Penn Hills capitalizes on costly fumbles in win vs. Upper St. Clair

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Sitting in a metal folding chair with his arms crossed in the corner of his team's locker room Friday night, there was little that Jim Render could take away from what had just transpired on the field.

He was proud of his players, but even for an Upper St. Clair team that returned one starter from last season, there was little to be gained in a 31-13 loss to Penn Hills to open the season.

"You don't learn anything from getting beat," Render said matter-of-factly.

The loss was defined by the Panthers' three fumbles in a 61/2-minute span in the second quarter. Those three turnovers resulted in 17 points for the Indians (1-0).

When not capitalizing on their opponents' miscues, Penn Hills consistently made plays that ultimately helped give it a win. It utilized a small catalog of plays -- something you wouldn't expect from a team with a coach whose last name is Peterman -- but it used them effectively, largely because of a backfield duo that could emerge as one the WPIAL's best this season.

Quarterback Billy Kisner and running back Te'Shan Campbell combined for 256 rushing yards (140 of which came from Kisner) and all three of the team's offensive touchdowns.

For a program that hasn't won more than five games in a season since 2008, the victory provided hope.

"It's a huge win to open up with," Penn Hills coach John Peterman said. "We're expecting more out of this season, so we'll go back tomorrow and get ready for [Canon-McMillan]."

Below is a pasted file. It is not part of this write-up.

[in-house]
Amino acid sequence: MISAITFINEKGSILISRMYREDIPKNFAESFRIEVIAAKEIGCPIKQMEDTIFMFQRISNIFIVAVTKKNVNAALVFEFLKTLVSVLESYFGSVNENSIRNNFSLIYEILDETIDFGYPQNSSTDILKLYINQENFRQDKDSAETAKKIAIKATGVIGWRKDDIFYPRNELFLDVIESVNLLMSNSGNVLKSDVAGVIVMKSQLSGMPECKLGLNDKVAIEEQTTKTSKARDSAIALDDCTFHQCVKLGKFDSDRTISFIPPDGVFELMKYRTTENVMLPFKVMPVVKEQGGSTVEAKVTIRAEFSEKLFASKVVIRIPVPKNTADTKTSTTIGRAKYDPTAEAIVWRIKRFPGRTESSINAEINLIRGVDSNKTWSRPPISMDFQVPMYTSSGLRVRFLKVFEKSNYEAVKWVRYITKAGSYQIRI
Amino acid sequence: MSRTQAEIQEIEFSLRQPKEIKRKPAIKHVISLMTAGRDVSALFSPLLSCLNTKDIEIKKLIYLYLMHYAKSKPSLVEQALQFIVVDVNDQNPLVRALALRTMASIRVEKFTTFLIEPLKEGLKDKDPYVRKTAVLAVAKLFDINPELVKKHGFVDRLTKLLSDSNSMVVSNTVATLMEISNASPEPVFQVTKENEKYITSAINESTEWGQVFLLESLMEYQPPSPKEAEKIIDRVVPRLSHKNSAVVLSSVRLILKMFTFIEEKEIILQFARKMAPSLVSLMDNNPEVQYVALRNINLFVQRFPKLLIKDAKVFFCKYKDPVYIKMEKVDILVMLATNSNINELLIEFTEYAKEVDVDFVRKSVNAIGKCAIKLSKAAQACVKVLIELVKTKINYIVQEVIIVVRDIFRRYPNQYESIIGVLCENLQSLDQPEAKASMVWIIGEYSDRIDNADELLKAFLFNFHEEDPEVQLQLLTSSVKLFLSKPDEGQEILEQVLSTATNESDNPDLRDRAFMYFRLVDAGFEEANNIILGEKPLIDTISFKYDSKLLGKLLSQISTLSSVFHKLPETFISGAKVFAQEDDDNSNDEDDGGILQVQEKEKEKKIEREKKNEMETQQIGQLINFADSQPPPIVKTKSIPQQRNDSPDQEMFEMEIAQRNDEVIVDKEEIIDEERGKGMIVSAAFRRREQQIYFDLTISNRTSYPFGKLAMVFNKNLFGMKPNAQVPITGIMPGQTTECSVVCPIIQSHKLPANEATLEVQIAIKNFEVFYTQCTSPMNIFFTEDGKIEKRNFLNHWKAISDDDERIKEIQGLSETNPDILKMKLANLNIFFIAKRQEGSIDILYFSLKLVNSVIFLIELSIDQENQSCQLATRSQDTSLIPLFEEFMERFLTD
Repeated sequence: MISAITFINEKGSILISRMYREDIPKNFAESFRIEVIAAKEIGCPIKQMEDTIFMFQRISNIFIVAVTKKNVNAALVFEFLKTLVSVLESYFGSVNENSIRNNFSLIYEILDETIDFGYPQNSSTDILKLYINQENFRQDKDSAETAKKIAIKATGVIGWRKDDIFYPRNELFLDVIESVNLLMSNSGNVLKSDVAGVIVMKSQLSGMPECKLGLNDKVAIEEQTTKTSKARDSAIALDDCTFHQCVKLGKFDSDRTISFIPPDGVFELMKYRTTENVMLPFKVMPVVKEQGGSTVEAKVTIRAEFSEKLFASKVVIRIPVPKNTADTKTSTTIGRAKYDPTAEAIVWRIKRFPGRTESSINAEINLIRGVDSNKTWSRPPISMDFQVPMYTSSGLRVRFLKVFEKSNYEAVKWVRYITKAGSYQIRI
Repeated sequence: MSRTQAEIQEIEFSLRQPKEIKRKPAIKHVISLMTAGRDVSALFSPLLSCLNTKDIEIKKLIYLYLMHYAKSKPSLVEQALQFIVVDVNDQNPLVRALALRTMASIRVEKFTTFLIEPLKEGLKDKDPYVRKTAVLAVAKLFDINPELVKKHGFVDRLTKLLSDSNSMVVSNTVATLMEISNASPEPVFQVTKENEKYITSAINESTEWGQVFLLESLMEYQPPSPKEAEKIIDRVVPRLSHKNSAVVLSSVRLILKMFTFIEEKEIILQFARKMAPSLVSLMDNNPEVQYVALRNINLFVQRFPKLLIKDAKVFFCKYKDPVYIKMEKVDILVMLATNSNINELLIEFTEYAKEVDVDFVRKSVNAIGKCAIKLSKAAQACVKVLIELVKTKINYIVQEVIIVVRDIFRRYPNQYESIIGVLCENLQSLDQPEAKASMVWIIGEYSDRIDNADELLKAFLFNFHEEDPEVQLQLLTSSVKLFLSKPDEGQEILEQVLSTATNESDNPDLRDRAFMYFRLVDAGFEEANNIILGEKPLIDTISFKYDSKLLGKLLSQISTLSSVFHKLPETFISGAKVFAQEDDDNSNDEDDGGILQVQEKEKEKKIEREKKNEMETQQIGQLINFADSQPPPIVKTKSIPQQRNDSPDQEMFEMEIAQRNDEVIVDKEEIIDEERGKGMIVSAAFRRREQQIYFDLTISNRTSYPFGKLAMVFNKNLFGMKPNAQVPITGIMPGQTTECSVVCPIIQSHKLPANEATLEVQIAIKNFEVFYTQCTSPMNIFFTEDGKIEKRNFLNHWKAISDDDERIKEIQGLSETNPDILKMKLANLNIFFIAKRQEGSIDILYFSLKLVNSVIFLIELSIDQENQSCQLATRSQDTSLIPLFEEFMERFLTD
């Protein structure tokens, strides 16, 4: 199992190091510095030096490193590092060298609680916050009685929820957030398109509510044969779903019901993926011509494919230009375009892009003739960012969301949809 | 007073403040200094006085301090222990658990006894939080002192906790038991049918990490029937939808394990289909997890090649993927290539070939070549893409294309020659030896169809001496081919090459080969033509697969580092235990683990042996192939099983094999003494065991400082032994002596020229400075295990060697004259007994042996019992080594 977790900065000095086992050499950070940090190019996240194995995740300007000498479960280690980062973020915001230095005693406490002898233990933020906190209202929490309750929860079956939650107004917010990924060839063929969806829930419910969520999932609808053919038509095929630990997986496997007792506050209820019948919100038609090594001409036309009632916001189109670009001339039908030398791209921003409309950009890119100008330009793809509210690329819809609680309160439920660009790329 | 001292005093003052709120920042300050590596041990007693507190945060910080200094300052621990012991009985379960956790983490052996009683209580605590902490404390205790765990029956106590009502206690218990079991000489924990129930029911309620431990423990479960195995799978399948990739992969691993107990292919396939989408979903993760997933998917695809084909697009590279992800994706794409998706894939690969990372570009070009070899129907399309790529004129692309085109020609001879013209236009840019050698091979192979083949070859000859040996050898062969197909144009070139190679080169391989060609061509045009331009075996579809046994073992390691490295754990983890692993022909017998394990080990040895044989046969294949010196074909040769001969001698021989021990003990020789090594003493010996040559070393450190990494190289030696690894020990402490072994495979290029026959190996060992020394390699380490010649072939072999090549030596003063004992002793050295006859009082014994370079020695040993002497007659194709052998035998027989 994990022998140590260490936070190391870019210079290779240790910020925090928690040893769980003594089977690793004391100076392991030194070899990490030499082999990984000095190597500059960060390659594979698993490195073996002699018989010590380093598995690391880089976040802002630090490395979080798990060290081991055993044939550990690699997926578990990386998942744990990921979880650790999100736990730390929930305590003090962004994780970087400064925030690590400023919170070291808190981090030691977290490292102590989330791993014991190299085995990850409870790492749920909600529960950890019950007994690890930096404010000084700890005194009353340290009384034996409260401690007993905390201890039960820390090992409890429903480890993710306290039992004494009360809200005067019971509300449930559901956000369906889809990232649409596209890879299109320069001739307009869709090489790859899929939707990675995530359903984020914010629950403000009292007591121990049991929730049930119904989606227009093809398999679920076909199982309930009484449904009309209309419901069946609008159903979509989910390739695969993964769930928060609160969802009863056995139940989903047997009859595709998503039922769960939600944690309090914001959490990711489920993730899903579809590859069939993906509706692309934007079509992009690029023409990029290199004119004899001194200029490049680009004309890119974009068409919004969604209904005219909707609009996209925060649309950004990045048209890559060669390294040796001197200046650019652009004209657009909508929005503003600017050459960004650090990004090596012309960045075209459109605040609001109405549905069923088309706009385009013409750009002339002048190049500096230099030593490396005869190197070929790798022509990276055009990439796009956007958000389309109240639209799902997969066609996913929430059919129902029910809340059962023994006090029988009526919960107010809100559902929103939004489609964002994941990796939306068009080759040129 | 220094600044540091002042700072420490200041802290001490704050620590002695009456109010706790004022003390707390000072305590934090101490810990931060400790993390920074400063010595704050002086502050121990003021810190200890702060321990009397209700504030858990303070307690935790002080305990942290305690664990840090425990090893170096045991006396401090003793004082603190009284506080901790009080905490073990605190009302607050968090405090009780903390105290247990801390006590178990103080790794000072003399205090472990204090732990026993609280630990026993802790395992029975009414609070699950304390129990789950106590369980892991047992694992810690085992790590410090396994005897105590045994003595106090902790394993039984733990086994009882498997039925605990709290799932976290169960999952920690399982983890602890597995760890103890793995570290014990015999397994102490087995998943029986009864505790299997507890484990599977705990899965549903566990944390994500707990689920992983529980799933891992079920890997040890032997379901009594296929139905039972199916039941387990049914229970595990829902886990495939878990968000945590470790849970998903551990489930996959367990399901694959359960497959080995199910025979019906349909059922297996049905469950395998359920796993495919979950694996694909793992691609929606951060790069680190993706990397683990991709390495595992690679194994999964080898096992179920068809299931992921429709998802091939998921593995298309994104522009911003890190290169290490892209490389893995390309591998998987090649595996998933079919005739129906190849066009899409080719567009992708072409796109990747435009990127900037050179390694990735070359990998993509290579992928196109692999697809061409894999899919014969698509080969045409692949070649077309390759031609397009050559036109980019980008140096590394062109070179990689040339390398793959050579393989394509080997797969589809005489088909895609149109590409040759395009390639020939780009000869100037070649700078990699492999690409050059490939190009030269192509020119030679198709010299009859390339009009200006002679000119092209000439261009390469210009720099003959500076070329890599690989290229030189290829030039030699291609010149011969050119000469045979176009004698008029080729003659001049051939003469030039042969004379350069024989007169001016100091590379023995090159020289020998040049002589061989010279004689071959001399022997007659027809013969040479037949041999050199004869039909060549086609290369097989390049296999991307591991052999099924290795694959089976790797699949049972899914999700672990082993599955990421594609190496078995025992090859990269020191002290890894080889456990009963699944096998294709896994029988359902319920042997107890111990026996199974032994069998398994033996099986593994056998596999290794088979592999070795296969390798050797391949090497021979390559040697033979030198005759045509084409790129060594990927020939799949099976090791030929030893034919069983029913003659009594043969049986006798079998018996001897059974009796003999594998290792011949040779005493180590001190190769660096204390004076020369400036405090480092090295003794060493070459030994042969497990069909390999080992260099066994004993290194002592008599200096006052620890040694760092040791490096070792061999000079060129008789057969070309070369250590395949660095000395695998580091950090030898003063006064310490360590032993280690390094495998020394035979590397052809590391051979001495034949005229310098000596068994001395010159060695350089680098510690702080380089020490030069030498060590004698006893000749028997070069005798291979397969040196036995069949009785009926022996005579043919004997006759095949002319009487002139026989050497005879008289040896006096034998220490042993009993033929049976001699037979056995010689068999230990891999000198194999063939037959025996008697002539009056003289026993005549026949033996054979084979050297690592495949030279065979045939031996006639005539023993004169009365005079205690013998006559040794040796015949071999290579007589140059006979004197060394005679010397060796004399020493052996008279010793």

The Panthers (0-1) held a 7-0 lead about halfway through the second quarter, but soon enough, everything began to unravel.

While being tackled, receiver Andrew Bartusiak fumbled the ball, which was scooped up by the Indians' Christian Randall-Posey, who ran it 52 yards the other way to even the score.

On the following drive, as Panthers quarterback Dan Trocano was trying to evade two charging Penn Hills linemen, he was hit while attempting a pass. Yet again, an Indians player fell on top of the ball, giving them possession at the Upper St. Clair 36.

From there, Kisner directed the team on an abbreviated touchdown drive, with Campbell finishing things off with a 1-yard run into the end zone.

And if a third fumble in as many possessions seemed like a bad dream for Render and his team, it quickly became a sobering reality.

On a third-and-1 from their 37, Trocano was scrambling toward the sideline looking for an open receiver. Yet again, as he tried to make a pass, he was hit and lost the ball, giving Penn Hills the prime field position it needed to tack on a field goal before the second quarter ended.

At halftime, the teams were only separated by a few yards, but the scoreboard was a more accurate reflection of how damning those three turnovers were played.

"We couldn't afford to give them the ball that many times," Render said. "We had to play a much more perfect game. They were faster and more physical and we gave them three more opportunities. We can't do that."

Even when it looked as if Upper St. Clair had some momentum, things flat-lined.

The Panthers marched to the Penn Hills 30 on their first drive of the second half, but they eventually stalled and the drive ended when the offense was stuffed at the line on a fourth-and-2.

That missed opportunity turned into Kisner's chance to take over the game.

The junior took his team 70 yards up the field — 57 of which came from him — and ran it in from 9 yards out to extend the lead to 24-7 with 3:44 remaining in the third, a score that effectively put the game out of reach.

"You have to take advantage of your opponent turning the ball over," Peterman said.

"We've got to correct some things, but we'll go right back to work tomorrow."

Craig Meyer: cmeyer@post-gazette.com and Twitter @CraigMeyerPG.


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